Local News
2:47 pm
Tue June 4, 2013

Fire Prompts Closure Of State Highway

Credit Banalities via Flickr

  UPDATE 6/9 12:30p: A wildfire in northern New Mexico prompted a section of state highway to be closed after embers crossed a protection line and caused the blaze to grow.

The growth in the Thompson Ridge fire burning in the Valle Caldera National Preserve and the Santa Fe National Forest near Jemez Springs led to the closure of New Mexico Highway 4 from the junction at Route 126 to the junction at State Route 501.

The blaze had grown to more than 32 square miles by Sunday morning. It was 40 percent contained.

The fire was 1 ½ to 2 miles from the roadway.

No evacuation has been ordered for people living near the highway, though some homes elsewhere in the broader fire perimeter remain evacuated.

UPDATE 6/8 10a: More than 2,000 firefighters continue to battle two large northern New Mexico wildfires as smaller blazes pop up throughout the drought-stricken state.

Officials said late Friday that both the 28-square-miles Thompson Ridge Fire and the 15-square-mile Tres Lagunas Blaze remain 40 percent contained. Both continue to burn on opposite ends of the Santa Fe National Forest in northern New Mexico.

An evacuation order remains in effect for Thompson Ridge, Rancho de la Cueva and Elk Valley.

Meanwhile, several small fires were reportedly burning in the Gila National Forest — the site of state's largest wildfire in its history last year. Tiny wildfires were also reported southwest of Cook's Peak near Angel Fire and near Mt. Taylor outside of Grants.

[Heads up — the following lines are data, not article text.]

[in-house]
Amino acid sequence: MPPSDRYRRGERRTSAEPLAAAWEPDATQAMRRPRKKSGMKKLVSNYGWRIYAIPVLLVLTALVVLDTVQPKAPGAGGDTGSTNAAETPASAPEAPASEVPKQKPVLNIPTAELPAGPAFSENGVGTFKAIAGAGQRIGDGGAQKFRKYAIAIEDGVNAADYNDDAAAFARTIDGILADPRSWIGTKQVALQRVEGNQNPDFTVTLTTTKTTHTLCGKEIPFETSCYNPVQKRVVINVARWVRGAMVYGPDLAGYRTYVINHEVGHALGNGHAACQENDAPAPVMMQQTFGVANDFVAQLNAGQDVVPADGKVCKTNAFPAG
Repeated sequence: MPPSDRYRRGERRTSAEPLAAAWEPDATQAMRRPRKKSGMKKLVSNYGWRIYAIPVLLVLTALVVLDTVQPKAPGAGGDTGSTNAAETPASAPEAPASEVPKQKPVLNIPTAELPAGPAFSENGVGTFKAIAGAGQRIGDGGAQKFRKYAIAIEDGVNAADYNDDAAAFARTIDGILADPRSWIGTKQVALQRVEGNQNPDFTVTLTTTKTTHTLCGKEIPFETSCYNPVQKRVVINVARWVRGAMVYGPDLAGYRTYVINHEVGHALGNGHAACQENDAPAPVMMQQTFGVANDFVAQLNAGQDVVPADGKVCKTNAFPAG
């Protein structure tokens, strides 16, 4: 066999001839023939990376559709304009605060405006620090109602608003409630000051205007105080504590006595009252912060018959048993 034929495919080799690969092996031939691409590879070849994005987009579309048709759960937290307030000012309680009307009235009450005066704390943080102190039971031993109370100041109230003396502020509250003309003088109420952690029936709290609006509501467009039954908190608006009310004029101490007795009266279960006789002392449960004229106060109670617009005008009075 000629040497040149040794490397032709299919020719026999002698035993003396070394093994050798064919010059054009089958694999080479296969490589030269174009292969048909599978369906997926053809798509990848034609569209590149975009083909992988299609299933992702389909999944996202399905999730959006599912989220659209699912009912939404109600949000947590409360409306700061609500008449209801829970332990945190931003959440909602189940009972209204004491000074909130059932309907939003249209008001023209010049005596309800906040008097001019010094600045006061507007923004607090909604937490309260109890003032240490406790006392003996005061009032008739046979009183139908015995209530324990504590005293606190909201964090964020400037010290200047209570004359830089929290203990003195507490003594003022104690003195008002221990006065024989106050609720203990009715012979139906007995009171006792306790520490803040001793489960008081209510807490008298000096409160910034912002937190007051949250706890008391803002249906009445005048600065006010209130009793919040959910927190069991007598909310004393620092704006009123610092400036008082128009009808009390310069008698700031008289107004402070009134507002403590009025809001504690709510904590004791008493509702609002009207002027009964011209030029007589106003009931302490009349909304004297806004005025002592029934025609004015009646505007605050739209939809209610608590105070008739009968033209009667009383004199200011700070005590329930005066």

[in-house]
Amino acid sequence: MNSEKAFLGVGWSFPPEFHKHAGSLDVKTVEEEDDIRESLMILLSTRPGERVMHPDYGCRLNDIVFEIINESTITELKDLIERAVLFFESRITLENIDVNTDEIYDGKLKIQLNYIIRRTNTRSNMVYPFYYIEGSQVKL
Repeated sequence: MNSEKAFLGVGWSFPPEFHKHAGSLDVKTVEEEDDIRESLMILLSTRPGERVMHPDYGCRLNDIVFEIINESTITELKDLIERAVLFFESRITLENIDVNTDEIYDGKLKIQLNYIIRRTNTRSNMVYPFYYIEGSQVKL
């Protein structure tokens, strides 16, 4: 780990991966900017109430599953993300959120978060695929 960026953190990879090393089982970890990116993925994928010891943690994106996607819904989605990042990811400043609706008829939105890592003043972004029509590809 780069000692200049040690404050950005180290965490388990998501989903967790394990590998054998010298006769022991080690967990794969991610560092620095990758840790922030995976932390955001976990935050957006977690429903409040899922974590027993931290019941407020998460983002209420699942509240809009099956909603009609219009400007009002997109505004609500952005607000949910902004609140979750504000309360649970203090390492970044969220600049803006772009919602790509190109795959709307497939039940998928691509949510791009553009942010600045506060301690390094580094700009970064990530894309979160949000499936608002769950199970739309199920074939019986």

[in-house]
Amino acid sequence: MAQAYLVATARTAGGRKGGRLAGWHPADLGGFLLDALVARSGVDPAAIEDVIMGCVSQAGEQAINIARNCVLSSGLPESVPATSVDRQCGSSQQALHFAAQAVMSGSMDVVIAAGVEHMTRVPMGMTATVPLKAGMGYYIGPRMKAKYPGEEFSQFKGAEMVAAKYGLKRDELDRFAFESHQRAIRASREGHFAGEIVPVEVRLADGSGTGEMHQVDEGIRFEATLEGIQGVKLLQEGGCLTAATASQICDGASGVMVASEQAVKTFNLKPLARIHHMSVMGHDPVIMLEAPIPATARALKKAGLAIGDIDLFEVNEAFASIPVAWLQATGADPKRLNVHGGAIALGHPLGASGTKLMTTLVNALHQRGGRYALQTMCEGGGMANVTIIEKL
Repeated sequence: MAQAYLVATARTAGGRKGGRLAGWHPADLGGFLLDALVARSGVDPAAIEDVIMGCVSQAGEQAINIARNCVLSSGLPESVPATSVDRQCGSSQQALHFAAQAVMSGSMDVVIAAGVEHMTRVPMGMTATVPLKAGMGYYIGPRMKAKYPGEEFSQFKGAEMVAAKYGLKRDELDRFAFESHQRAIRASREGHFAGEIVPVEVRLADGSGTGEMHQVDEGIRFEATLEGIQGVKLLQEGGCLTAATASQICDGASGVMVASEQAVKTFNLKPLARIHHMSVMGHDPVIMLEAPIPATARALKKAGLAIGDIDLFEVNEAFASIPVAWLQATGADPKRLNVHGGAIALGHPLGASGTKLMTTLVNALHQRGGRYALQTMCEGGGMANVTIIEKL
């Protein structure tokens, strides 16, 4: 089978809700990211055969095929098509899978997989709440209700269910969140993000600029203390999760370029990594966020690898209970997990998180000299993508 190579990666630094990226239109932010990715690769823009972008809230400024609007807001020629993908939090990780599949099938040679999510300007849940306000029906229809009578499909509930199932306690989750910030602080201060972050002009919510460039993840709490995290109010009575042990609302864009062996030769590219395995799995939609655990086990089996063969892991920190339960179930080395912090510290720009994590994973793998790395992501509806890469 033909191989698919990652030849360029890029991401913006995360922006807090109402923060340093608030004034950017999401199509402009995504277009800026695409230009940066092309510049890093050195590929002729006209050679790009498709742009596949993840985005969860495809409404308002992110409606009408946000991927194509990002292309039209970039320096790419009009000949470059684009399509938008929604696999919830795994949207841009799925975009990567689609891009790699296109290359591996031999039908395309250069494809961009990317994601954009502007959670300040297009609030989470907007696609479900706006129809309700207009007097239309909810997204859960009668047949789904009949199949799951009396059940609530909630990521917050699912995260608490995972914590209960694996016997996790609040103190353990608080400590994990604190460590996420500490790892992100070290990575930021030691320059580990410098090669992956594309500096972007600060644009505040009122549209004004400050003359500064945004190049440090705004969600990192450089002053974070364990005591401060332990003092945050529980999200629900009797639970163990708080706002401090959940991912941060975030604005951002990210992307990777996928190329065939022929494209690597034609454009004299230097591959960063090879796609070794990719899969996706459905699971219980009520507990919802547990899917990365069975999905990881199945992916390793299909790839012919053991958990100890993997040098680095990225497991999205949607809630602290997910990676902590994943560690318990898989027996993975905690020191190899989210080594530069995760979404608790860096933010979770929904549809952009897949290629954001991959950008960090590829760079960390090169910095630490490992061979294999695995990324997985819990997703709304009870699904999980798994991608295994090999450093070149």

UPDATE 6/7 5p: Crews are battling several new lightning caused wildfires. One is in the Manzano Mountains while five more are burning in the Gila National forest.

KRQE-TV reports air tankers are dropping slurry on the fire in the Manzanos.

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UPDATE 6/7 12p:  Only one of seven large air tanker planes that were contracted last month by the U.S. Forest Service to fight wildfires is doing so now that fire season has heated up.

The other six state-of-the-art planes still need to be certified to fly. The Forest Service says that process could take up to two more months.

The so-called "next-generation" turboprop and jet planes meet minimum standards for speed and slurry capacity. The only such plane flying right now belongs to 10 Tanker Air Carrier, a company in the process of moving its headquarters from Victorville, Calif., to Wyoming.

Ten Tanker's modified DC-10 passenger plane can drop up to 11,700 gallons of slurry at a time.

The plane has been fighting recent wildfires in California and New Mexico.

UPDATE 6/7 8am: The Federal Emergency Management Agency has approved a grant that will help cover potential costs related to fighting the Tres Lagunas Fire in northern New Mexico.

State officials announced Thursday afternoon that the grant was approved. It will help pay for up to 75 percent of the cost of fighting the fire, including evacuations and shelter, traffic control and fire equipment.

The fire was sparked May 30 by a downed power line. It has charred about 15 square miles of the Santa Fe National Forest north of Pecos. It forced evacuations of dozens of summer homes and the closure of some camping areas.

Crews have been helped by high humidity and lower temperatures, but forecasters are warning that unfavorable weather is expected by the end of the week.

The fire is about 35 percent contained.

UPDATE 6/6 9a: The Thompson Ridge Fire near Jemez Springs in northern New Mexico continues to grow though higher humidity late Wednesday and early Thursday helped firefighters.

The fire is now estimated at 19 square miles, up from 16 square miles on Wednesday.